The bacterial disease expected to cost the New Zealand kiwifruit industry 470 jobs and up to NZ$885 million originated in China, a new study has shown.
Kiwifruit canker, or Psa, has spread to 1184 New Zealand orchards since it was discovered in the Bay of Plenty region in November 2010.
Combating the disease is expected to cost between $310 million and $410 million over the next five years - with the long term bill rising to between $740 million and $885 million.
US and Italian scientists have used DNA sequencing technology to examine links between the Psa bacteria and a disease which afflicted orchards in China and Japan in the 1980s.
Their findings, printed in the journal PLoS ONE, showed the bacteria from China and New Zealand were almost identical.
Virginia Tech associate professor Boris Vinatzer and Giorgio Balestra of the University of Tuscia in Italy said the bacterium was likely imported from China to New Zealand.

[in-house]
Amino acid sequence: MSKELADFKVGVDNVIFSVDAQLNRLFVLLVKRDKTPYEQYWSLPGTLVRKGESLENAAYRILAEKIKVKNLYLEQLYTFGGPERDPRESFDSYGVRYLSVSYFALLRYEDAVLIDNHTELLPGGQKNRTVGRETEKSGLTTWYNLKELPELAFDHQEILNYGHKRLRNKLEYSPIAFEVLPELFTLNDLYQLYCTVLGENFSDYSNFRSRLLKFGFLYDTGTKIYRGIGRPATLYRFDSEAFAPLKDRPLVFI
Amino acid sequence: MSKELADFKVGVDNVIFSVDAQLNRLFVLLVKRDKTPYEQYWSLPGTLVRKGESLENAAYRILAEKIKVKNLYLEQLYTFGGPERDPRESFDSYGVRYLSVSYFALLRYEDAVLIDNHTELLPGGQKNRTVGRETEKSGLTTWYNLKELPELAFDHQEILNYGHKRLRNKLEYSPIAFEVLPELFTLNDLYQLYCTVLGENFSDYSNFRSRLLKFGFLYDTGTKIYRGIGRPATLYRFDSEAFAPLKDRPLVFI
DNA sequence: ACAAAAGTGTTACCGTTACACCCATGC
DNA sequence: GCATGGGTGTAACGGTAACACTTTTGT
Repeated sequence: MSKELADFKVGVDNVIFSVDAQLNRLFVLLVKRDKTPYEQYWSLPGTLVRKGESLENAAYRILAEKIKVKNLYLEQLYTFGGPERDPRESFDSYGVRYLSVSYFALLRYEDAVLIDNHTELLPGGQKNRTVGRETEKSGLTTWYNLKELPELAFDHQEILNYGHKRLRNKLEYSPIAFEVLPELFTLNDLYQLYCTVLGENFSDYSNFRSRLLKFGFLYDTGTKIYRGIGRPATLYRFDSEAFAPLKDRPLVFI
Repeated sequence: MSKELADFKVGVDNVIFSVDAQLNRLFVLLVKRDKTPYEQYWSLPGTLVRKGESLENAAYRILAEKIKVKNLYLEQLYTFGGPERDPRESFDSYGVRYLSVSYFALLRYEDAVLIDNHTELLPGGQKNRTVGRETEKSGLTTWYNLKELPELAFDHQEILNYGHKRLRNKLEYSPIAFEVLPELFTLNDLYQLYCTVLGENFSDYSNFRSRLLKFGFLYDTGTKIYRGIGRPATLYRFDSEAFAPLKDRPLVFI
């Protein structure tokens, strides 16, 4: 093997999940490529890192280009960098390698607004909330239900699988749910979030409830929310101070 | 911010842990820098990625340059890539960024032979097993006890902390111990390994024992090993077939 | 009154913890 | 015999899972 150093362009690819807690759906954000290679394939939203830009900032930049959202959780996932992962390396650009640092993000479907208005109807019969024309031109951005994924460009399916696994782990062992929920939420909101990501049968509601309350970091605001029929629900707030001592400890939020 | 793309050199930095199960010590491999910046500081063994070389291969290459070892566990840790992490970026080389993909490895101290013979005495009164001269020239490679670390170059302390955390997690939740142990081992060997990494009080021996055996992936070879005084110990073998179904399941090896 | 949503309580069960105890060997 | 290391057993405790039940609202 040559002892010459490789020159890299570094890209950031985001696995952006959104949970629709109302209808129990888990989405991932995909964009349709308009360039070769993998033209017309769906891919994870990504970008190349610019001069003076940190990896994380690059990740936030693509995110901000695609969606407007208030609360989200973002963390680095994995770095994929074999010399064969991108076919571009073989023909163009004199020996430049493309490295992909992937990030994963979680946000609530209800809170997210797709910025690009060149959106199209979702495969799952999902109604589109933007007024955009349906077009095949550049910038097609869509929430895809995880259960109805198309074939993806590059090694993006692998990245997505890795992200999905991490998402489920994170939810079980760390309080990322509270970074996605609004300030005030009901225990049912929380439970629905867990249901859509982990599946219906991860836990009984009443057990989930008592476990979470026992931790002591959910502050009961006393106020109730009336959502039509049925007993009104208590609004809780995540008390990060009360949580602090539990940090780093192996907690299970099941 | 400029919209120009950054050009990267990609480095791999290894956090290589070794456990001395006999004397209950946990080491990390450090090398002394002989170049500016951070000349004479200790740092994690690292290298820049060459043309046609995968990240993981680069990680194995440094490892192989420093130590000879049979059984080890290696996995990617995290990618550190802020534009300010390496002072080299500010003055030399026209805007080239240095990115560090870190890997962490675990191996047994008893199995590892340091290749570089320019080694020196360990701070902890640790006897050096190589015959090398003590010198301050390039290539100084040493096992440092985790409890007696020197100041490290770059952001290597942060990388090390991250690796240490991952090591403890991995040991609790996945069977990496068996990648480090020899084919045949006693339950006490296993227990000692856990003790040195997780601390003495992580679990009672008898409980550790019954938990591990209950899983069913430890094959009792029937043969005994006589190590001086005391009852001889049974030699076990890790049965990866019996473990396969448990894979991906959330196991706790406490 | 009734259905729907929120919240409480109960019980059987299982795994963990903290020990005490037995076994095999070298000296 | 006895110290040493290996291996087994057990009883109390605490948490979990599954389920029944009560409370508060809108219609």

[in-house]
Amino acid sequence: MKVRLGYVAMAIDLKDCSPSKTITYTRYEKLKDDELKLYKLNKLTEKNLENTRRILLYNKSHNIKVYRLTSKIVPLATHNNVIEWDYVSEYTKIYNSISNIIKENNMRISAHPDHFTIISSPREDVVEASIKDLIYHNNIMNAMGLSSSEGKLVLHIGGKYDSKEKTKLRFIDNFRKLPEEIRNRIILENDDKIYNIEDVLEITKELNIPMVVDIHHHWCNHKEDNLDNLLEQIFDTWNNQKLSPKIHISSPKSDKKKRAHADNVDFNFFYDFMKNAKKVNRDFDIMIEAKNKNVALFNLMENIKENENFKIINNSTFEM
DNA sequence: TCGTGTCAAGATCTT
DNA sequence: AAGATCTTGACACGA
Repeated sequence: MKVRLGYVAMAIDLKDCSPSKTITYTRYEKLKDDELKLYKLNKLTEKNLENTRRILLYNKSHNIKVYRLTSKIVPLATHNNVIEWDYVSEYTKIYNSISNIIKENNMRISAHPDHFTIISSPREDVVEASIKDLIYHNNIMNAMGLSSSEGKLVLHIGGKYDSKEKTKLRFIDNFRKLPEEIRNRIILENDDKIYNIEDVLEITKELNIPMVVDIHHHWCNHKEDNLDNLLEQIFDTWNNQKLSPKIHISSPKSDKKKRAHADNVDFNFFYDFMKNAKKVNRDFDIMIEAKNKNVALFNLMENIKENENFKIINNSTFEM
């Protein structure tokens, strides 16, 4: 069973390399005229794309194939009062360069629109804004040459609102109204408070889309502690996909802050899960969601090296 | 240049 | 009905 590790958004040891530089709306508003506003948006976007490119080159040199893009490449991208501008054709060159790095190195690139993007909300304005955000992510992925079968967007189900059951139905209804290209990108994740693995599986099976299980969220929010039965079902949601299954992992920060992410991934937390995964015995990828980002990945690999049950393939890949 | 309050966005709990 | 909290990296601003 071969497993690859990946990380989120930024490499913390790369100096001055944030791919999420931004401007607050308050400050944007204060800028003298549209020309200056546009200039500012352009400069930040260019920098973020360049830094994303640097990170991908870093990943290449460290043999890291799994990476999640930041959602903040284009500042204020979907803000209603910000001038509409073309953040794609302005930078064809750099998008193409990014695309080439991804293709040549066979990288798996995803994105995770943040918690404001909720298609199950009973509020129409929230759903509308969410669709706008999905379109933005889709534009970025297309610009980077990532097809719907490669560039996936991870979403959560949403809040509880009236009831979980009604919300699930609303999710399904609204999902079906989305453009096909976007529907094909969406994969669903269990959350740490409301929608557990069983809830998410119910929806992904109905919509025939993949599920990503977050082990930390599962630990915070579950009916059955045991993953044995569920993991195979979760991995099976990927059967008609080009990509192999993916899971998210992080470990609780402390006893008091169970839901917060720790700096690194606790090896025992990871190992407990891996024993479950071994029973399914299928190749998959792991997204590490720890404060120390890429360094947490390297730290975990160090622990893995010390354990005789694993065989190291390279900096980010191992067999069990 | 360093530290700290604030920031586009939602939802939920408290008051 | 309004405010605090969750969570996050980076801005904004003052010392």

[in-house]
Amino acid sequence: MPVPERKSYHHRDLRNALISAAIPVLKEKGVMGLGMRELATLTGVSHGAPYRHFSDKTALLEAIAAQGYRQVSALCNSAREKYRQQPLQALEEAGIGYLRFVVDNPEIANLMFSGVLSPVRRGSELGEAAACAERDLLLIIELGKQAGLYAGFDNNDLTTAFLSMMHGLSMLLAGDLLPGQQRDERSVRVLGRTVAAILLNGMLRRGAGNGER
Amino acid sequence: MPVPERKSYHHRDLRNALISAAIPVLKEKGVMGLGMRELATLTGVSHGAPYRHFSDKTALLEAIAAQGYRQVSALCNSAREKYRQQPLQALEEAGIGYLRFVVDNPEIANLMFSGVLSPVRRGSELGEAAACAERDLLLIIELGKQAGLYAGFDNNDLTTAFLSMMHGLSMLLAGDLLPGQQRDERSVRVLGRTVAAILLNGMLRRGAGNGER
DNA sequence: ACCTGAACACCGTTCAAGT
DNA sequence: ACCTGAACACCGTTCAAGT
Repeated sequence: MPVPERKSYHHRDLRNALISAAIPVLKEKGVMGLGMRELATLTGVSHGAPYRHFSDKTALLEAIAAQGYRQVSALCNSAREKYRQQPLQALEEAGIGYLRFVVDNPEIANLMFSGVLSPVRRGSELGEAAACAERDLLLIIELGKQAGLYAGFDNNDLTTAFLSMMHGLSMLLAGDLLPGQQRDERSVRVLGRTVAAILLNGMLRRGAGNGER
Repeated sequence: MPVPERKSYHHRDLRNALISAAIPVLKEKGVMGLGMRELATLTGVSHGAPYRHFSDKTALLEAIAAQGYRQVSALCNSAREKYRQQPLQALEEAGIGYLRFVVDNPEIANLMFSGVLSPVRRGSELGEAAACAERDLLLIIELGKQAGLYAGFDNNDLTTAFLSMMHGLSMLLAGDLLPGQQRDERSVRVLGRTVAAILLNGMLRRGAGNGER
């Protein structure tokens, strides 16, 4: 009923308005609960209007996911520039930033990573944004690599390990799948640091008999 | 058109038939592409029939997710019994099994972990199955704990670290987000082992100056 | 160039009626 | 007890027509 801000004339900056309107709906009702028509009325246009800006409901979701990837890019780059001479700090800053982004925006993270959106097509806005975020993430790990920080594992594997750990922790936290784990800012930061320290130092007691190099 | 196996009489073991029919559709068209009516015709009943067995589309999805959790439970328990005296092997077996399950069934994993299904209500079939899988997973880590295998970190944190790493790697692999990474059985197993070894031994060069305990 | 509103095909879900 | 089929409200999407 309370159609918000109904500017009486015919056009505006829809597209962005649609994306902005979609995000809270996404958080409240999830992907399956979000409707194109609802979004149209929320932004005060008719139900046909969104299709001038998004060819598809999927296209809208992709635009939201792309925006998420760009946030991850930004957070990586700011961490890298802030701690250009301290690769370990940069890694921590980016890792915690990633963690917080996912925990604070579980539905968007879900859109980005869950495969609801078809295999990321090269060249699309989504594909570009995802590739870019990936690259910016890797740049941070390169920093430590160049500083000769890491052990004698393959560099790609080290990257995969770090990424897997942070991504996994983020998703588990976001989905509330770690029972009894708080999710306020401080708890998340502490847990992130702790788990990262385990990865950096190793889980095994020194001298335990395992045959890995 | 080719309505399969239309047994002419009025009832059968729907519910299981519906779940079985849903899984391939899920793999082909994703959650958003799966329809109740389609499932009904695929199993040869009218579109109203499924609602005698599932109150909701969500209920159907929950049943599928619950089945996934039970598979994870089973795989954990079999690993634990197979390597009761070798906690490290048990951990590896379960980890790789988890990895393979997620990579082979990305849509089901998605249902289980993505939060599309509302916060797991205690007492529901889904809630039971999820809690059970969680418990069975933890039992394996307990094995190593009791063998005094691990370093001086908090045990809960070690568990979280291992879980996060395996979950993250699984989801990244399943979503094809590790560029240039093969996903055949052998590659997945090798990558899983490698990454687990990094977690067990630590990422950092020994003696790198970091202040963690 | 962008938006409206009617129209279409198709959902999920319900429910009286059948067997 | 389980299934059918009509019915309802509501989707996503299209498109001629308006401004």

"The first step in stopping the spread of aggressive bacteria like Psa is knowing where they come from and how they have spread," Balestra said.
"Now that we have sequenced the DNA and found its likely origin, we can start to figure out ways to stop it and similar bacteria from doing so much damage in the future."
Psa was first discovered in Italy in 2008, leading to widespread destruction of Kiwifruit stocks across Europe.
Vinatzer and Balestra said that leak was separate from the one which introduced the disease to New Zealand.
Zespri, New Zealand's largest kiwifruit exporter, said the Psa-V scourge had created a "significant problem" at the production end of the company, yet the downturn in gold kiwifruit this year was not proving a problem at the marketplace.
While the drop in gold kiwifruit harvested was expected to be between 20 and 30 per cent, Zespri expected to harvest 90 million trays of fruit this season, Zespri grower and government relations general manager Simon Limmer said.
"We just need to adjust the business accordingly now and make sure our strategic markets are still being supplied."